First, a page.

Hussein Ali could be Gulf Cup hero for Iraq
Hussein Ali could be Gulf Cup hero for Iraq
Iraq’s great footballer Ahmed Radhi, who scored Iraq’s only goal at a World Cup finals, told Kuwaiti TV sports show Lobby Khaleeji that he’s the one player who gets him out of his seat,“like Messi when he gets on the ball for Barcelona and causes havoc in the penalty area.”
Hussein, 20, has the world at his feet and reportedly has several contract offers from top Saudi and Qatar clubs, however he’s not always been in such demand. A gifted footballer in his youth, he was often overlooked by youth coaches because of his height. Standing at a mere 5ft 3in, he struggled to make the cut ahead of more physically developed players.
This could have stalled the careers of many others, but not Hussein, a player that was destined to make it as a footballer. If you ask him what he fears most about life, he will tell you, the only thing he fears is failure, which is why he gives every inch on the field and is never one to give up or concede defeat. That overwhelming determination to succeed has seen him win both a league and cup winners’ medal by the time he had turned 20 and he is now a regular in Iraq’s senior side.
Growing up, the Al-Zawraa No. 9 was always seen by his coaches as a gifted footballer and the young Hussein has seen and traveled the region, playing football for teams in youth tournaments. At just 12 he was part of a 22-man Iraqi Under-14 squad that participated at the Asian Under-14 Games in Doha where he met and took a memorable photo as a memento with Iraqi captain Younis Mahmoud, then a player at Al-Gharafa. Hussein was one of the youngest players in the squad but eight years on, he is the only member of the side to have made it at the top level in the Iraqi league.
He was born in Baghdad on Nov. 29, 1996 and comes from Al-Sadr City, “the city within a city.” The player started in the youth system of Al-Quwa Al-Jawiya for their Ishbal or cubs team until he enrolled at the Ammo Baba Football School. There he was trained by the Habib Jafar, a former player of the tournament at the Gulf Cup and also a native of Al-Sadr City. Like his mentor, Hussein began his career as a right winger but he is more than just a right sided attacker. Hussein has a versatility to his game and has already proven that he can play anywhere in midfield, whether it be in the center, out-wide on either wings or as a playmaker.
What strikes you when you first see the youngster is how he never seems overawed whatever comes before him, whether it is the dreadful state of the pitches in Iraq or the occasion, a league game in a provincial town or a big city derby against the local rivals, Hussein gives everything on the pitch. He is the type who would dribble past every player on the opposing team and either finish promptly past the keeper or pass it to a team-mate for an easy tap-in. A complete street footballer, or shaabiya as you would say in Iraq, he is equally capable of winning the ball back for his team with a lunging tackle and score a last-gasp winner from the edge of the box.
Like many talented players of his stature, Hussein has a low center of gravity and another thing that is noticeable are his powerful thighs, obviously something he has been working on in the gym. This makes it almost impossible for taller and more physical defenders to knock him off the ball. The midfielder has incredible stamina and rarely does he exhibit any exhaustion or break a sweat when he comes off at the end of the match, despite covering every blade of grass.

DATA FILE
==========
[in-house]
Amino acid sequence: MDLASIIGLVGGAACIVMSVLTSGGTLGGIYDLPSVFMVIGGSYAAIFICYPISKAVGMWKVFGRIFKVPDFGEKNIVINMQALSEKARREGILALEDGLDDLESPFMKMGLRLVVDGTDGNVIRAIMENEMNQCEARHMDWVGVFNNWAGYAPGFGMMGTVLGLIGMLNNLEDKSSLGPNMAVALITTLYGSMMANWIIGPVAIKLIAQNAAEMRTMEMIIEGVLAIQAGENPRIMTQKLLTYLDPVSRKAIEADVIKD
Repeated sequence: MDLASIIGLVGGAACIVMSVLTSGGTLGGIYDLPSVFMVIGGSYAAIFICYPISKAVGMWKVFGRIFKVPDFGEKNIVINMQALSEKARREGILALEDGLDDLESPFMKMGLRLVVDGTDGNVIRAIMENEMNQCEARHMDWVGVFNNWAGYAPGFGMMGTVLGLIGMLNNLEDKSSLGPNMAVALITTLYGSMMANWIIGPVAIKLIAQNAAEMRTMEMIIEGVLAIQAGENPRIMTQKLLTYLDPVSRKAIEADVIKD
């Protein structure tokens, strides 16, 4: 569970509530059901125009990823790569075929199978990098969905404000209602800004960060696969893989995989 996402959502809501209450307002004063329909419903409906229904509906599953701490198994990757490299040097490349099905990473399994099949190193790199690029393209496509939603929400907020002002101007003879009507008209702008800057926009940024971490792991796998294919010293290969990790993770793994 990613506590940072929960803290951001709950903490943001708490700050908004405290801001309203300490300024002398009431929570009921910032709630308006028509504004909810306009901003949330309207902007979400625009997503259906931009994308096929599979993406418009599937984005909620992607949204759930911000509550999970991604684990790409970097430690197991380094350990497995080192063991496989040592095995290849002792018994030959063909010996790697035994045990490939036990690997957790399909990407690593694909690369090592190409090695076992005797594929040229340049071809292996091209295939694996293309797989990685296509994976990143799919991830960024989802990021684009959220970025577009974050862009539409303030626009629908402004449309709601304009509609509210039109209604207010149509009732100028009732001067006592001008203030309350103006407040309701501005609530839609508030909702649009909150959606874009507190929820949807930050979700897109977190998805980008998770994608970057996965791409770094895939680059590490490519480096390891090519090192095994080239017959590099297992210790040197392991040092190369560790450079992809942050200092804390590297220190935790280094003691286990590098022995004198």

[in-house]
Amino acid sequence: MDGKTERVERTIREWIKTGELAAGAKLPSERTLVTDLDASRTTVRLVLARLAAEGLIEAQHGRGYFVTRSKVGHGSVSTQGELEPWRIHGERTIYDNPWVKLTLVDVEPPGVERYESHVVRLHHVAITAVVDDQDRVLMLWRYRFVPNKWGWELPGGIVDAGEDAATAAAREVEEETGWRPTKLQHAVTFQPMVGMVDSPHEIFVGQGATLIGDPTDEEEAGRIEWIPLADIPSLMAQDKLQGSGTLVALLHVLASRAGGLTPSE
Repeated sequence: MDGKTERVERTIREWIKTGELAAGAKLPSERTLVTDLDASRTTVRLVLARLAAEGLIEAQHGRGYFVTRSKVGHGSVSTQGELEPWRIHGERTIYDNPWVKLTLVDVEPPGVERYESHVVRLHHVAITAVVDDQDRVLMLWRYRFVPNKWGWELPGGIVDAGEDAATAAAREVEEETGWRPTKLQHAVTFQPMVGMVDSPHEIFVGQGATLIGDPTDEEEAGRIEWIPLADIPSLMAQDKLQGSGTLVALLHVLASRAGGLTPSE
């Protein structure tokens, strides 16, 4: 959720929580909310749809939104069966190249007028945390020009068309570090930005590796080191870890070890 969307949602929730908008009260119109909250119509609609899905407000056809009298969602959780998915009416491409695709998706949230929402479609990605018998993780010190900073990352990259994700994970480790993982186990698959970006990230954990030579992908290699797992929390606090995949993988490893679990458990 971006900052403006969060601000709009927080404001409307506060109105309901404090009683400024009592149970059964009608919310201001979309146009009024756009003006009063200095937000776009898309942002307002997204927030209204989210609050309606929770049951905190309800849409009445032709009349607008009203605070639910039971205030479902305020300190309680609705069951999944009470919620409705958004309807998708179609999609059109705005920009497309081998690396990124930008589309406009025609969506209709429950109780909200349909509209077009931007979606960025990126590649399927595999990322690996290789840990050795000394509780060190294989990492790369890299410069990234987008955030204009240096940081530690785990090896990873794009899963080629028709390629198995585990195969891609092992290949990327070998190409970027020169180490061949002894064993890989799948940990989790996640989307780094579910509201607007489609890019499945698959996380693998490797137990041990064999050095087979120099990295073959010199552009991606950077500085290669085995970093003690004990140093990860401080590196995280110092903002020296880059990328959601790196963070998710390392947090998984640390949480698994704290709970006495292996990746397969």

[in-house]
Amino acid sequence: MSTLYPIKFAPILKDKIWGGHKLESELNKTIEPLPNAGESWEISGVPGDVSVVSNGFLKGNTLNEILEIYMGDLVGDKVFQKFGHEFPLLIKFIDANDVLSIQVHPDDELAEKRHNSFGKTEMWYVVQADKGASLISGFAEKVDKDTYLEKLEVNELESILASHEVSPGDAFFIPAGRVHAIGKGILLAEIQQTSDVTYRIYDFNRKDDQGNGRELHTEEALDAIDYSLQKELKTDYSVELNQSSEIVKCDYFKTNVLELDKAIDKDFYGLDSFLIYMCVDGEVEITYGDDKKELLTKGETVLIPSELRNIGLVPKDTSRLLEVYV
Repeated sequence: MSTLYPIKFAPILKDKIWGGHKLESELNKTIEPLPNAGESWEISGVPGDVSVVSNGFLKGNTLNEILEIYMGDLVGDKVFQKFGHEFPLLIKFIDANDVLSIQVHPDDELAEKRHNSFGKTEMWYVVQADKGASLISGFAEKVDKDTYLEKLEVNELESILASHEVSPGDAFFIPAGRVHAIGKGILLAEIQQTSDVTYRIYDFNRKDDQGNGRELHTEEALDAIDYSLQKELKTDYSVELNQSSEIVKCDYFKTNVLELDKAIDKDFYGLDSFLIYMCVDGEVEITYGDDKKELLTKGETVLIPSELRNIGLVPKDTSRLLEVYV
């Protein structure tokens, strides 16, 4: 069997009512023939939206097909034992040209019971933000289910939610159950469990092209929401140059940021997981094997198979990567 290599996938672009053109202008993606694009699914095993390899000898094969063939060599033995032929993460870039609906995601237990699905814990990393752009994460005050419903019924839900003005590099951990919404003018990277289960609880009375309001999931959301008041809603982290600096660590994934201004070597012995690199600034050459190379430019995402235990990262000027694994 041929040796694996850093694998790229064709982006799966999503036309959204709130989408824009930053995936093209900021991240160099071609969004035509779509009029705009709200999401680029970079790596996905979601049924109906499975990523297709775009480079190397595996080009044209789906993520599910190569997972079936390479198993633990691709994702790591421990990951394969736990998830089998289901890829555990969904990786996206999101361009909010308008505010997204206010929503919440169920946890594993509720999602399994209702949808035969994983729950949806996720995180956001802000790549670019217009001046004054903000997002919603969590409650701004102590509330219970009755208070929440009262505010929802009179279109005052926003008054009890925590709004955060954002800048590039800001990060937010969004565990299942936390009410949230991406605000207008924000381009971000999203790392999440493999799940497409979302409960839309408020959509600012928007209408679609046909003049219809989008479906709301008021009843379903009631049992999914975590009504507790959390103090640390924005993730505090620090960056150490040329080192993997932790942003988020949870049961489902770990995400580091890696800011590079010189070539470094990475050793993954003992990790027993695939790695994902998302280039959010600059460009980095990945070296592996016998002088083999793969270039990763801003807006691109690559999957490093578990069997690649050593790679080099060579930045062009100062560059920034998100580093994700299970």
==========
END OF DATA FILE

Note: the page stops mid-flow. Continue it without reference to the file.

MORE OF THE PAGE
What is evident is that there is a lot more to come from this exciting young playmaker and Hussein could be the key to Iraq winning the Gulf Cup for the first time in 30 years.
Virat Kohli century leaves England facing big task to win 3rd test
NOTTINGHAM: India captain Virat Kohli kept up his brilliant summer form by hitting 103 before setting England a world-record target of 521 to win the third Test and clinch the series with two matches to spare.
Nine overs into its run chase, England reached 23-0 at stumps and still needed 498 runs to complete what would be a highly improbable victory at Trent Bridge.
The highest successful run chase in test history is 418, by West Indies against Australia in 2003.
England lead the five-match series 2-0.
Kohli has scored twice as many runs as any other player this series, with his 23rd test century adding to the 97 from the first innings to take his series average to 73.33. He made 149 in the first test at Edgbaston, and is in line to return to the top of the test batting rankings above Australia’s Steve Smith.
A day after taking 5-28, Hardik Pandya smashed an unbeaten 52 off 52 balls before India declared on 352-7 late on day three. Cheteshwar Pujara, resuming overnight alongside Kohli with India on 124-2, earlier made 72 after being dropped on 40 by Alastair Cook in the slips.
Cook (9) and Keaton Jennings (13) survived a testing spell before the close to take the target below 500. The pitch still looks good for batting, but India remains the heavy favorite.
“The pitch has quickened up a bit,” Pujara said. “It is a lot quicker and there is a lot of deviation. On day four, it won’t be easy for them to bat.”
England’s faint chances of avoiding defeat in Nottingham were hit during the first session of the day when wicketkeeper-batsman Jonny Bairstow broke a bone in the middle finger of his left hand attempting to take a catch.
Bairstow didn’t return to the field — Jos Buttler took over wicketkeeping duties — and England didn’t give an indication of whether Bairstow will be asked to bat in the team’s second innings.
“Although we are a long way behind,” England assistant coach Paul Farbrace said, “we showed real effort and it was important not to lose any wickets this evening.”